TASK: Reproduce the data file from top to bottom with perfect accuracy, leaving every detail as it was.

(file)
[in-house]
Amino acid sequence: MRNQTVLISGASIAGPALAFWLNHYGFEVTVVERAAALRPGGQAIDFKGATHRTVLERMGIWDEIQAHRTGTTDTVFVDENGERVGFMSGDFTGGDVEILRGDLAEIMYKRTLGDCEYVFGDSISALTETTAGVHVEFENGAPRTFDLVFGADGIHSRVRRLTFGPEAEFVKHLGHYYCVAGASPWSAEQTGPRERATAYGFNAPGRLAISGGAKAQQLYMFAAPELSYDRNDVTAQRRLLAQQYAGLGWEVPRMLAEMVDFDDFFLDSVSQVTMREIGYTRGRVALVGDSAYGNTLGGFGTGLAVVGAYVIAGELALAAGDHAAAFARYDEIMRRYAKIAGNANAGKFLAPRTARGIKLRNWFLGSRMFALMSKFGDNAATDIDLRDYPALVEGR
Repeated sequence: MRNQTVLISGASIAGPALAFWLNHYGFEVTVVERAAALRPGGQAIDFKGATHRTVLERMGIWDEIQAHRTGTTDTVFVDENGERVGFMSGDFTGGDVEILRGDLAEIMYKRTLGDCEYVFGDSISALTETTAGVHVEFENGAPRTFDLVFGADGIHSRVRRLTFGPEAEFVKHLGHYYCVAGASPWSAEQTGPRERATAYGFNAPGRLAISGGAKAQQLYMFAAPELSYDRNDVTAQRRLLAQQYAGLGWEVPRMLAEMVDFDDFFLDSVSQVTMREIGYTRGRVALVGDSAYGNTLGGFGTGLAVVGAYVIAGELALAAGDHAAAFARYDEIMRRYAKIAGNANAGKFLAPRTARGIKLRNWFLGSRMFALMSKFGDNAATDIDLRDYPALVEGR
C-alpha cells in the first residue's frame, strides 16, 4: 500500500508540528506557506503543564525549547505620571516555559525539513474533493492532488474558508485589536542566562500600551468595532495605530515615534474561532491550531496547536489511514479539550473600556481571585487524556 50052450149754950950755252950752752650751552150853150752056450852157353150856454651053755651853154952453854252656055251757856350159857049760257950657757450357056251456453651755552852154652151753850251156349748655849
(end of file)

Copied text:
[in-house]
Amino acid sequence: MRNQTVLISGASIAGPALAFWLNHYGFEVTVVERAAALRPGGQAIDFKGATHRTVLERMGIWDEIQAHRTGTTDTVFVDENGERVGFMSGDFTGGDVEILRGDLAEIMYKRTLGDCEYVFGDSISALTETTAGVHVEFENGAPRTFDLVFGADGIHSRVRRLTFGPEAEFVKHLGHYYCVAGASPWSAEQTGPRERATAYGFNAPGRLAISGGAKAQQLYMFAAPELSYDRNDVTAQRRLLAQQYAGLGWEVPRMLAEMVDFDDFFLDSVSQVTMREIGYTRGRVALVGDSAYGNTLGGFGTGLAVVGAYVIAGELALAAGDHAAAFARYDEIMRRYAKIAGNANAGKFLAPRTARGIKLRNWFLGSRMFALMSKFGDNAATDIDLRDYPALVEGR
Repeated sequence: MRNQTVLISGASIAGPALAFWLNHYGFEVTVVERAAALRPGGQAIDFKGATHRTVLERMGIWDEIQAHRTGTTDTVFVDENGERVGFMSGDFTGGDVEILRGDLAEIMYKRTLGDCEYVFGDSISALTETTAGVHVEFENGAPRTFDLVFGADGIHSRVRRLTFGPEAEFVKHLGHYYCVAGASPWSAEQTGPRERATAYGFNAPGRLAISGGAKAQQLYMFAAPELSYDRNDVTAQRRLLAQQYAGLGWEVPRMLAEMVDFDDFFLDSVSQVTMREIGYTRGRVALVGDSAYGNTLGGFGTGLAVVGAYVIAGELALAAGDHAAAFARYDEIMRRYAKIAGNANAGKFLAPRTARGIKLRNWFLGSRMFALMSKFGDNAATDIDLRDYPALVEGR
C-alpha cells in the first residue's frame, strides 16, 4: 500500500508540528506557506503543564525549547505620571516555559525539513474533493492532488474558508485589536542566562500600551468595532495605530515615534474561532491550531496547536489511514479539550473600556481571585487524556 50052450149754950950755252950752752650751552150853150752056450852157353150856454651053755651853154952453854252656055251757856350159857049760257950657757450357056251456453651755552852154652151753850251156349748655849